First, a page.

Parents pushing kids in strollers. Families walking through and looking at RVs. And yes, plenty of Baby Boomers looking at purchasing their first RV or trading in their old one for something new.

That scene is being repeated over and over again in crowded exhibition hallways across the country as the RV selling season gets into full swing. And if the crowds at major winter RV shows are any indication, 2014 looks to be another strong year for RV sales.

“Attendance has been great,” said Scott Tuttle, president of Livin’ Lite RV in Wakarusa, Ind., which was acquired by Thor Industries Inc. in August of 2013. “If the retail shows at the beginning of the year really start out strong, it’s usually a great indicator for the rest of the summer. Many people that go to these shows are shopping and then they end up buying in the spring and the summer. Sales at shows are great, but you are really setting up your dealership for the whole year.”

Bob Martin, president and CEO of Elkhart-based Thor is also encouraged by the early show numbers. “Starting in January, we had great shows in Tampa and Cleveland,” said Martin. “We look at buying signs and trends for the industry. Those were some great early signs and the backlogs reflect that.”

Doug Gaeddert, general manager for Elkhart-based Forest River Inc. and Recreation Vehicle Industry (RVIA) chairman, said of two of the recent shows in Novi, Mich., and Minneapolis “were phenomenal.” Mike Terlep, president of Forest River’s Coachman RV division, agreed, reporting that crowds and purchases are up for his company at all major shows, making him optimistic for the entire year.

Sid Johnson, longtime marketing director for Jayco Inc. in Middlebury, Ind., said that strong attendance has translated into strong sales as research of the builder’s dealerships indicated that 30% can trace attendance at a retail show to an actual purchase.

“In the month of February and January, there are number of shows on any given weekend, and a number of retail shows in major cities,” said Johnson. “It’s what we call show season. It’s a huge part of the sale process for RV dealers.”

This year, he’s noticed not only large crowds, but a couple of other things he’s not used to seeing in his many years at shows.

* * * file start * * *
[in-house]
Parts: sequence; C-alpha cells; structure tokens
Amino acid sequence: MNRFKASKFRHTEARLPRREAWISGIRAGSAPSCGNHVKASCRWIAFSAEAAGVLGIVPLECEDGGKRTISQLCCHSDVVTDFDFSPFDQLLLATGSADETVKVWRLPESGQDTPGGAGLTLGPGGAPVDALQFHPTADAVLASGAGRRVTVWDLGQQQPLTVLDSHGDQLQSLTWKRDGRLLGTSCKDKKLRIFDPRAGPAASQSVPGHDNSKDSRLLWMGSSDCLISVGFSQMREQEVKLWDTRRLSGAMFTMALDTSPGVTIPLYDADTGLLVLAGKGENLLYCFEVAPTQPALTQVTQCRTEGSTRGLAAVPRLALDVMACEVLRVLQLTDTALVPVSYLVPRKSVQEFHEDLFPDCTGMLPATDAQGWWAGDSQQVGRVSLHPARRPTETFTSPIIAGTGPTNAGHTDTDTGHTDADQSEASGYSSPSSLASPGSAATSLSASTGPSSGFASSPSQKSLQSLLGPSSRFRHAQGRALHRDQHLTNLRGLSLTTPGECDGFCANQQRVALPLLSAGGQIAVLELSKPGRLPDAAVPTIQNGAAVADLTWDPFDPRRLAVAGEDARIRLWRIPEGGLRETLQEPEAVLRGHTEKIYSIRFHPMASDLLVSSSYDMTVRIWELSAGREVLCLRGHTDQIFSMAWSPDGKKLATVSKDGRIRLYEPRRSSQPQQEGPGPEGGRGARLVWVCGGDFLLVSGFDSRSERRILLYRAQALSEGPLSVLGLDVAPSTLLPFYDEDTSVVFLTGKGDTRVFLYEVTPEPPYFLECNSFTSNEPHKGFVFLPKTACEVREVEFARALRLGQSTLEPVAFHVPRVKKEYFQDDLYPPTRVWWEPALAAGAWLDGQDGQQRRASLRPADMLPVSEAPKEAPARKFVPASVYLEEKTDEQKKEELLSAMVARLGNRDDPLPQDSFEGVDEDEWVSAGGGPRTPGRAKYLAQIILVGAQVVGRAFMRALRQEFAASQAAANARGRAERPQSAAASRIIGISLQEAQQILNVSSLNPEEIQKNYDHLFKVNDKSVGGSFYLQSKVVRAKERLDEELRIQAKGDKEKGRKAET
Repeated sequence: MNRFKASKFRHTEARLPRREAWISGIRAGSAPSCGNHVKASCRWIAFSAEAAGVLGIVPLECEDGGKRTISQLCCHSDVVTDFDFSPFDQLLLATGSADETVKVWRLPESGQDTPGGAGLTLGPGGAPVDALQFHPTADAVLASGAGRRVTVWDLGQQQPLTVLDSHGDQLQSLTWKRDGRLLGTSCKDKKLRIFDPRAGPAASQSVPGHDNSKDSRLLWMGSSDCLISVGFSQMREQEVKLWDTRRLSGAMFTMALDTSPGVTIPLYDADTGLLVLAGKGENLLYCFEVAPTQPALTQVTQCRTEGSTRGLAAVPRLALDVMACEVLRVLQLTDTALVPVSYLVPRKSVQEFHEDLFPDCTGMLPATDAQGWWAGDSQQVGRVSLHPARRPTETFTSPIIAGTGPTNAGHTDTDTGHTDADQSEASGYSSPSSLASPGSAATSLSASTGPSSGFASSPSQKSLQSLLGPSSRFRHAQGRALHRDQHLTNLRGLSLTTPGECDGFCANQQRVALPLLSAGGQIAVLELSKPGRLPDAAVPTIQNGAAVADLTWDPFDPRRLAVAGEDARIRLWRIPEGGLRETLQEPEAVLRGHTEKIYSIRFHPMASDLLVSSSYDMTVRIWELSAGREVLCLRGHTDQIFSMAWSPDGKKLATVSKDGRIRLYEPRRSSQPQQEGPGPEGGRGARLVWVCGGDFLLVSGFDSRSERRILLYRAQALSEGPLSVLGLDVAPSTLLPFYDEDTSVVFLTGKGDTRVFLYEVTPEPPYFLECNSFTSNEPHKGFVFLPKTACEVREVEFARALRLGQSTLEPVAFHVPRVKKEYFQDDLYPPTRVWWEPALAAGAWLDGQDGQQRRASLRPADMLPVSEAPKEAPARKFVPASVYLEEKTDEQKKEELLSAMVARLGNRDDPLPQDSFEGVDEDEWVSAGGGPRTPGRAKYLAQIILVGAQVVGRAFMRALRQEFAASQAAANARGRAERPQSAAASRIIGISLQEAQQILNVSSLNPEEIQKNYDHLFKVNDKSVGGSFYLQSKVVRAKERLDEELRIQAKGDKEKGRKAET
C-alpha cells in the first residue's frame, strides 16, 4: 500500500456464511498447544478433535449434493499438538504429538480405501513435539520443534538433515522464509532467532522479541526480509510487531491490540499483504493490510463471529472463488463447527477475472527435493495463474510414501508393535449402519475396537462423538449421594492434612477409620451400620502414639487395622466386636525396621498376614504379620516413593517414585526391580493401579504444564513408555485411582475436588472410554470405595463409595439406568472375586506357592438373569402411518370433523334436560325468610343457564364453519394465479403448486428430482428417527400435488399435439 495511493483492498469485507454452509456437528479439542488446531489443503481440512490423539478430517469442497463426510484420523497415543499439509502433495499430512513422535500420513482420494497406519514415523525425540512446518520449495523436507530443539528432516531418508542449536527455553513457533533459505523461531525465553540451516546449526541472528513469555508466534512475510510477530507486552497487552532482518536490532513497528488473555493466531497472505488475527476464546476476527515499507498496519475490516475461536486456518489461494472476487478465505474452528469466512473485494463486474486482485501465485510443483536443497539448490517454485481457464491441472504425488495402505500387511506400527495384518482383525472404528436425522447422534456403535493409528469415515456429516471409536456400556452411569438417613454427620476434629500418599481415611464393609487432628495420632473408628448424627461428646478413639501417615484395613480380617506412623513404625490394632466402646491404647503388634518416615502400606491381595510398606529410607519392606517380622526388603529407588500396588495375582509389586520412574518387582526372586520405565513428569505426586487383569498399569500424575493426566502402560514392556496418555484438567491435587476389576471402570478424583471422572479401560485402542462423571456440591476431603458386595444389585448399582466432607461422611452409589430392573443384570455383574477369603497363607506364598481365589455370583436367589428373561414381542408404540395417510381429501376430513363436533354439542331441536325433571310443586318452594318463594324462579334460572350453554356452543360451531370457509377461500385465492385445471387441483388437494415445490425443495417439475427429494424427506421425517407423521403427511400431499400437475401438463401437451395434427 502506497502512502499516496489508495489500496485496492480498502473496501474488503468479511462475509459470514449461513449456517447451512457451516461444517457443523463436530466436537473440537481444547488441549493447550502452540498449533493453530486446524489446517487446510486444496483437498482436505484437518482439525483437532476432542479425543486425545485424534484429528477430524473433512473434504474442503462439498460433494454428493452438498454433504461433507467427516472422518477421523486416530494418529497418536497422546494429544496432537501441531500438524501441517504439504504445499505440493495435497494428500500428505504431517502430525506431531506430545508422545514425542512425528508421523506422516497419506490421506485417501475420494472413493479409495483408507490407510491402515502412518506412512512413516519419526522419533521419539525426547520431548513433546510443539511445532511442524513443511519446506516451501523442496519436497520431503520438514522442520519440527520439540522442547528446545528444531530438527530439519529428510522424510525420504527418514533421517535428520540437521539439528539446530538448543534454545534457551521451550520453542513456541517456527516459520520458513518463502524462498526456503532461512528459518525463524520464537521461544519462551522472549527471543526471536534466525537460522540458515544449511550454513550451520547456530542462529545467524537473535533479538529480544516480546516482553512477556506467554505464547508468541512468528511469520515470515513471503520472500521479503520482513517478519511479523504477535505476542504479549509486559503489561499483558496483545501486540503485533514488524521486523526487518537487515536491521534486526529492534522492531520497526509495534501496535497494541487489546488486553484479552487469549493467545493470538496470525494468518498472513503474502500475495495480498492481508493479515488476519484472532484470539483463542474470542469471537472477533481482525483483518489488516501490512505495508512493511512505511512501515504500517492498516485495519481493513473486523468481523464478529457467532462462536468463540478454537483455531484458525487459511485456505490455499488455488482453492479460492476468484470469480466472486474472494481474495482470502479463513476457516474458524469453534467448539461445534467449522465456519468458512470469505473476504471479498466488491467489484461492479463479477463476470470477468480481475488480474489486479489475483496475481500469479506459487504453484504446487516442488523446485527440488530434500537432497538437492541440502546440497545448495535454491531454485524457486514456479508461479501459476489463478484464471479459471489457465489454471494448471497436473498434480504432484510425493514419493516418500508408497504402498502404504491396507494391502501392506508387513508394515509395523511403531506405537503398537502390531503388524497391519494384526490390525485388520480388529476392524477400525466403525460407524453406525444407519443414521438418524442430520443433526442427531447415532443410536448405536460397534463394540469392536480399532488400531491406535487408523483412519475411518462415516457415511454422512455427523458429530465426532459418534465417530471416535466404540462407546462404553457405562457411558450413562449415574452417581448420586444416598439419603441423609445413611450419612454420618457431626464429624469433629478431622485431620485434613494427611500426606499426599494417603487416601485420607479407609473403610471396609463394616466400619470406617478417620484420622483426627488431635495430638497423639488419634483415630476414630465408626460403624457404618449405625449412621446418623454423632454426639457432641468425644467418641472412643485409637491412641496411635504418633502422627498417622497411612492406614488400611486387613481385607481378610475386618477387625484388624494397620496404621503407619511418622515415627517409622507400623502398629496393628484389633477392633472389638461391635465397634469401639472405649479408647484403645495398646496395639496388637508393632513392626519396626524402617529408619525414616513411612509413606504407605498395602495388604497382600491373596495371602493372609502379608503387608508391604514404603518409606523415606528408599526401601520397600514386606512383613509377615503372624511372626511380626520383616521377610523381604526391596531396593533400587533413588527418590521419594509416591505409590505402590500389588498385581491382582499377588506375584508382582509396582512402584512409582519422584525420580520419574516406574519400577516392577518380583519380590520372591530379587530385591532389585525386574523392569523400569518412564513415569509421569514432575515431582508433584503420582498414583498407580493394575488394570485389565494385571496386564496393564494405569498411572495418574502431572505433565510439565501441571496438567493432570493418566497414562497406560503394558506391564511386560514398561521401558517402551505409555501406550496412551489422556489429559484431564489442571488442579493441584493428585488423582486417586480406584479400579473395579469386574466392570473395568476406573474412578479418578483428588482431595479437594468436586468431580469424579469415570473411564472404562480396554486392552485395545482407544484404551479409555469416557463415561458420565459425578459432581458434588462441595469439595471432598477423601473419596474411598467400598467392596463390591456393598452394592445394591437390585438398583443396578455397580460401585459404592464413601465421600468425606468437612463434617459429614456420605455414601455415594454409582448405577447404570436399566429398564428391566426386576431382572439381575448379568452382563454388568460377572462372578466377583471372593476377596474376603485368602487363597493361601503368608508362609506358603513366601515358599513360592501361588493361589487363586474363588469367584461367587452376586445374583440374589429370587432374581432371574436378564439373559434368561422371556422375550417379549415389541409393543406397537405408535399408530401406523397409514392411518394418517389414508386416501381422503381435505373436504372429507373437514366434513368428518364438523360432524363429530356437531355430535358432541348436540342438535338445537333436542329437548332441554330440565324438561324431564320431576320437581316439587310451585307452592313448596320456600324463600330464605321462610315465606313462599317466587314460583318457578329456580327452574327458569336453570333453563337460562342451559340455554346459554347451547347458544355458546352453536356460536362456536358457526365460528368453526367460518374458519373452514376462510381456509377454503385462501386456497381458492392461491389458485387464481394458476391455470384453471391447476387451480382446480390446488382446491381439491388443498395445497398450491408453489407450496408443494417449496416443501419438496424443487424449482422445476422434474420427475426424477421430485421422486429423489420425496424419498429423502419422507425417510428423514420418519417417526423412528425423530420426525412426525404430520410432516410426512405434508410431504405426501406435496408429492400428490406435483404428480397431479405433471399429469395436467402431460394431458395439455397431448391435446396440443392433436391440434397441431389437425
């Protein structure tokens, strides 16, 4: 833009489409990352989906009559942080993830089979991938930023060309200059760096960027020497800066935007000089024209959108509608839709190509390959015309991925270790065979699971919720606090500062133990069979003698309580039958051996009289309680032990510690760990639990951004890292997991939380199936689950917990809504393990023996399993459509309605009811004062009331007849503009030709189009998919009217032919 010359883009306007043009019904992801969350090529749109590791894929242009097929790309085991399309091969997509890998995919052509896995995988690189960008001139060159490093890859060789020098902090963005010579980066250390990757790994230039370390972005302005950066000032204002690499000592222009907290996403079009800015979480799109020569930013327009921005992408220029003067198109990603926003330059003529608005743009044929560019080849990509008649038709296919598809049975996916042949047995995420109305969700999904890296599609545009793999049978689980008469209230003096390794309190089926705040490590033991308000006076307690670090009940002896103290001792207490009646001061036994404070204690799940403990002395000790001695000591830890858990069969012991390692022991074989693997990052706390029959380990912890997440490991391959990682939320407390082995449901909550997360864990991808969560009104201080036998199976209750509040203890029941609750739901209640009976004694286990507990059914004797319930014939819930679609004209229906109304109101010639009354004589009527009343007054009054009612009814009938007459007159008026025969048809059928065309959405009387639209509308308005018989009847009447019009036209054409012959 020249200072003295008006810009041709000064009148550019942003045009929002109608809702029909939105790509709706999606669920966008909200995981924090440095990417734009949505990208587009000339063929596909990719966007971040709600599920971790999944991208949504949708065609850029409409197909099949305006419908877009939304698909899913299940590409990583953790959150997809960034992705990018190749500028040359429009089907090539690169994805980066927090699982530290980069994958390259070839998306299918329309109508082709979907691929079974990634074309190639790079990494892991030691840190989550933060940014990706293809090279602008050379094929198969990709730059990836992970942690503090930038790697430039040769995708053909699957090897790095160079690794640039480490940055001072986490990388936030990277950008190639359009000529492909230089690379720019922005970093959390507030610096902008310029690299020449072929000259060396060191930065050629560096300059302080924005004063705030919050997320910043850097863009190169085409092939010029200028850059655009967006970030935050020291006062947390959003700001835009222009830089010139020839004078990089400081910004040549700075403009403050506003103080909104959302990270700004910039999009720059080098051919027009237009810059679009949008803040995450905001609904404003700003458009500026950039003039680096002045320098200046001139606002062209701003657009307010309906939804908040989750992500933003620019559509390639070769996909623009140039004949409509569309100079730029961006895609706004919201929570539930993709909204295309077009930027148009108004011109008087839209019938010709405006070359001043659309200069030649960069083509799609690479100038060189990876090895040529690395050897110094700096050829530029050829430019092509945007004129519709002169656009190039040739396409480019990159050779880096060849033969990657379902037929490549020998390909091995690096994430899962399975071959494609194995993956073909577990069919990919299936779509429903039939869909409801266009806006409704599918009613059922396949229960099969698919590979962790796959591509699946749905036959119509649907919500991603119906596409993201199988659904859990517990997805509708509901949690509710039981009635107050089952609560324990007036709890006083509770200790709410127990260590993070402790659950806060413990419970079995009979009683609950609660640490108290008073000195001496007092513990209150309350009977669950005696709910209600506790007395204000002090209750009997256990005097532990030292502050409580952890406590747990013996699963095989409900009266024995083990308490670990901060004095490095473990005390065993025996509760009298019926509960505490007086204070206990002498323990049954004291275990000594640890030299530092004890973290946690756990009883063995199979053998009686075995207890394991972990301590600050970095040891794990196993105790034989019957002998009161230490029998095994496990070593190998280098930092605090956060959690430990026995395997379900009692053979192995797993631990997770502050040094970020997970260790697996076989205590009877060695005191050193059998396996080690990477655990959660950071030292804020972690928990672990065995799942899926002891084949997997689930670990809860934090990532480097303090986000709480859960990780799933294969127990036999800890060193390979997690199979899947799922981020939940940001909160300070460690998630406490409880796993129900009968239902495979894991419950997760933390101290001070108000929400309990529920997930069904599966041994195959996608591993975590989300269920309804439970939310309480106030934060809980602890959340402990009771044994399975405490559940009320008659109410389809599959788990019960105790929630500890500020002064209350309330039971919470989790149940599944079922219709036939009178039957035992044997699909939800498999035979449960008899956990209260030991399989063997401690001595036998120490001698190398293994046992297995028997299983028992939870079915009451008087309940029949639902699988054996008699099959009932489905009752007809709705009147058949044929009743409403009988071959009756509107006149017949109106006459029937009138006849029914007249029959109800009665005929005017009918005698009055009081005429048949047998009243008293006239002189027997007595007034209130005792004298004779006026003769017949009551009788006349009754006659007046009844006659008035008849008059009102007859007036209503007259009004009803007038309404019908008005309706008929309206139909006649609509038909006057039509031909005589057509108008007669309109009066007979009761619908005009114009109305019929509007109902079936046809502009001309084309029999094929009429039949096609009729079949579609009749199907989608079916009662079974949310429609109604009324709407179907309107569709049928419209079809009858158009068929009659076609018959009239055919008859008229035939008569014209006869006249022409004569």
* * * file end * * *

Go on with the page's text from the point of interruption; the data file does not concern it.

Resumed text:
“We’re seeing, for the most part, huge crowds of younger people with children, elementary school children, even kids in strollers,” Johnson said. “The other interesting thing is, and this is probably due to the Internet, customers are very knowledgeable about what they want to look at before they get there. Because they know a lot about the products before they arrive, the end result is many dealers are closing more sales at these shows than they normally would.”

Motorhomes, as they did last year, are again doing well nationally at the shows, Johnson said.

University of Michigan economist Richard Curtin, who has long studied the industry, has already predicted a 6% increase over last year’s 321,000-plus shipment total. But Johnson, Gaeddert and Tuttle believe their brands might do far better than that, based on the strong show attendance.

Curtin adjusted his prediction five times last year, Gaeddert noted, adding, “I have 14 different Forest River divisions, and the net increase over last January in those 14 divisions is 28% in spite of the weather. I think we are on target for growth that’s higher than 6%. I am certainly not shooting for 6%.”

Tuttle believes Livin’ Lite will continue its growth spurt in 2014, again outpacing the industry. “We’ve had more growth than the industry the last four years,” he said. “We are hoping for 25%.”

Johnson also believes Jayco and the industry will do well. “I don’t think it will go any higher than what it went this year (12.4% industry wide), but I think it will blow by 6%,” he said.

Martin said that even with the challenging weather some shows have faced, if it’s just cold, people will show up because they simply want to get out of the house. “They would rather go to an RV show and get them in that spring mode and get them excited to get out,” he said.

After all the numbers come in from the 15 shows on the first weekend of February, Martin believes the industry will have a good idea of 2014.

“As we get into the season, spring and summer look to be strong because of the very strong backlog and strong retail activity and very strong show attendance,” he said.